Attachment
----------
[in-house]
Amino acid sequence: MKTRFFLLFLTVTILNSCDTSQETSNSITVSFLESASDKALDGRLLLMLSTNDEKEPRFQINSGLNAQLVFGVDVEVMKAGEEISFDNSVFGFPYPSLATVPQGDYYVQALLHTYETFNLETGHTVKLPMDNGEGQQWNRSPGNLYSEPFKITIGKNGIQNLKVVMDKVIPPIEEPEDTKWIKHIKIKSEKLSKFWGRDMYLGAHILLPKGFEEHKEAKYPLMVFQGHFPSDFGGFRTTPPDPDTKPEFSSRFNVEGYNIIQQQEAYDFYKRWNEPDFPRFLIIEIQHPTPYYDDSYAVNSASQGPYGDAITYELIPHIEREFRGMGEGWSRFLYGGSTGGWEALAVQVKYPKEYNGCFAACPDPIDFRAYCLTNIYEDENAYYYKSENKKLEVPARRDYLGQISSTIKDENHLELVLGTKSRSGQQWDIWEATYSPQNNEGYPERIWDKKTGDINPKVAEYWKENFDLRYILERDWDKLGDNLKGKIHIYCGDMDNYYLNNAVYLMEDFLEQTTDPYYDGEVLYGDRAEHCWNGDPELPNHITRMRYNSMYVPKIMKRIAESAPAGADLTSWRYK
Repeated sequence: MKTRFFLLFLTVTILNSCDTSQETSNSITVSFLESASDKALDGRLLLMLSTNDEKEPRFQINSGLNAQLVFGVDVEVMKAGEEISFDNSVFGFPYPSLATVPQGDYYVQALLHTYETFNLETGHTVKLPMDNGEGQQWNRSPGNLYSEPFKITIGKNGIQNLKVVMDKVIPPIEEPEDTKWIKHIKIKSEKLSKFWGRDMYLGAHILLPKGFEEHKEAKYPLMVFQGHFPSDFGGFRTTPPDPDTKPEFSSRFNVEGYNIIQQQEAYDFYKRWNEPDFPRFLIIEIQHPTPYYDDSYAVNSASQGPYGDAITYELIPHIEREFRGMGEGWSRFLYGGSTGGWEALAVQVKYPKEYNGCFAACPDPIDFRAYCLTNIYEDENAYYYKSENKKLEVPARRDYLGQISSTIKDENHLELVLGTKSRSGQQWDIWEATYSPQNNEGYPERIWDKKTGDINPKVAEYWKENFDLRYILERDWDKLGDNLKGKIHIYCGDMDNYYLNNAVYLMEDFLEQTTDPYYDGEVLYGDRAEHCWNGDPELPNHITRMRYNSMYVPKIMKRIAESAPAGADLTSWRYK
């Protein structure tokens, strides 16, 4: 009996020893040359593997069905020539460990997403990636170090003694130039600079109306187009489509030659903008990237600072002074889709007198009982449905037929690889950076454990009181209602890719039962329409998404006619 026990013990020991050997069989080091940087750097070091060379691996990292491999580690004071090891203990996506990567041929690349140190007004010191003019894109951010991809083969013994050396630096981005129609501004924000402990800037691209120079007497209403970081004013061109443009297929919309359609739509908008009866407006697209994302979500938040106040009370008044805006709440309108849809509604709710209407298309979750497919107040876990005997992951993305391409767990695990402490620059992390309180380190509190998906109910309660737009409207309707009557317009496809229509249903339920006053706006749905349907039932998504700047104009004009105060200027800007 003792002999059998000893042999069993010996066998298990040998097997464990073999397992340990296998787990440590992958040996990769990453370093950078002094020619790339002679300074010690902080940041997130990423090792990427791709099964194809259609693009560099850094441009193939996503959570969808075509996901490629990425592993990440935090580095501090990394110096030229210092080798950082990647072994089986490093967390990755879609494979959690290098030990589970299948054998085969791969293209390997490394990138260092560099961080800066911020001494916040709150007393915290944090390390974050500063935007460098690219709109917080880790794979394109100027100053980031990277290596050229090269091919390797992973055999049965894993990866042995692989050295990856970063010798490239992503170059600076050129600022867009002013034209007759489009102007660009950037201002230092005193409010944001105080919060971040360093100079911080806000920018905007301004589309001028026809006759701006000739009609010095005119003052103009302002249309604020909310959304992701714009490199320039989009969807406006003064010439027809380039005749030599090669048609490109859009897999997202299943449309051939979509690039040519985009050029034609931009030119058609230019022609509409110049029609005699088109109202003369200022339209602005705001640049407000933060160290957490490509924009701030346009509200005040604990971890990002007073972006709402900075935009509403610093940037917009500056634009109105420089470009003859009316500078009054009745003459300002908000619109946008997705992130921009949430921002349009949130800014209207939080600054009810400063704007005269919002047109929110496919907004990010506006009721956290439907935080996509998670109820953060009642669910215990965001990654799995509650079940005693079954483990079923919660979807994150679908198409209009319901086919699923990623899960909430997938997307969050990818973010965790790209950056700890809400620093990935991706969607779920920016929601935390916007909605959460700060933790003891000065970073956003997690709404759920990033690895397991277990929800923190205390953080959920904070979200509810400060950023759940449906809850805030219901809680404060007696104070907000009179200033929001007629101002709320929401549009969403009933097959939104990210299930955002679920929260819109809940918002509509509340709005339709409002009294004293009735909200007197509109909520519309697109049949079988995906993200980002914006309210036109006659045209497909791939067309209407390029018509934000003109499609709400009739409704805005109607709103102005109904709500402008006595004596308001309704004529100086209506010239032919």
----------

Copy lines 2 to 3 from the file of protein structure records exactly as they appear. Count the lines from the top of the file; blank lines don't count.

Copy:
Amino acid sequence: MKTRFFLLFLTVTILNSCDTSQETSNSITVSFLESASDKALDGRLLLMLSTNDEKEPRFQINSGLNAQLVFGVDVEVMKAGEEISFDNSVFGFPYPSLATVPQGDYYVQALLHTYETFNLETGHTVKLPMDNGEGQQWNRSPGNLYSEPFKITIGKNGIQNLKVVMDKVIPPIEEPEDTKWIKHIKIKSEKLSKFWGRDMYLGAHILLPKGFEEHKEAKYPLMVFQGHFPSDFGGFRTTPPDPDTKPEFSSRFNVEGYNIIQQQEAYDFYKRWNEPDFPRFLIIEIQHPTPYYDDSYAVNSASQGPYGDAITYELIPHIEREFRGMGEGWSRFLYGGSTGGWEALAVQVKYPKEYNGCFAACPDPIDFRAYCLTNIYEDENAYYYKSENKKLEVPARRDYLGQISSTIKDENHLELVLGTKSRSGQQWDIWEATYSPQNNEGYPERIWDKKTGDINPKVAEYWKENFDLRYILERDWDKLGDNLKGKIHIYCGDMDNYYLNNAVYLMEDFLEQTTDPYYDGEVLYGDRAEHCWNGDPELPNHITRMRYNSMYVPKIMKRIAESAPAGADLTSWRYK
Repeated sequence: MKTRFFLLFLTVTILNSCDTSQETSNSITVSFLESASDKALDGRLLLMLSTNDEKEPRFQINSGLNAQLVFGVDVEVMKAGEEISFDNSVFGFPYPSLATVPQGDYYVQALLHTYETFNLETGHTVKLPMDNGEGQQWNRSPGNLYSEPFKITIGKNGIQNLKVVMDKVIPPIEEPEDTKWIKHIKIKSEKLSKFWGRDMYLGAHILLPKGFEEHKEAKYPLMVFQGHFPSDFGGFRTTPPDPDTKPEFSSRFNVEGYNIIQQQEAYDFYKRWNEPDFPRFLIIEIQHPTPYYDDSYAVNSASQGPYGDAITYELIPHIEREFRGMGEGWSRFLYGGSTGGWEALAVQVKYPKEYNGCFAACPDPIDFRAYCLTNIYEDENAYYYKSENKKLEVPARRDYLGQISSTIKDENHLELVLGTKSRSGQQWDIWEATYSPQNNEGYPERIWDKKTGDINPKVAEYWKENFDLRYILERDWDKLGDNLKGKIHIYCGDMDNYYLNNAVYLMEDFLEQTTDPYYDGEVLYGDRAEHCWNGDPELPNHITRMRYNSMYVPKIMKRIAESAPAGADLTSWRYK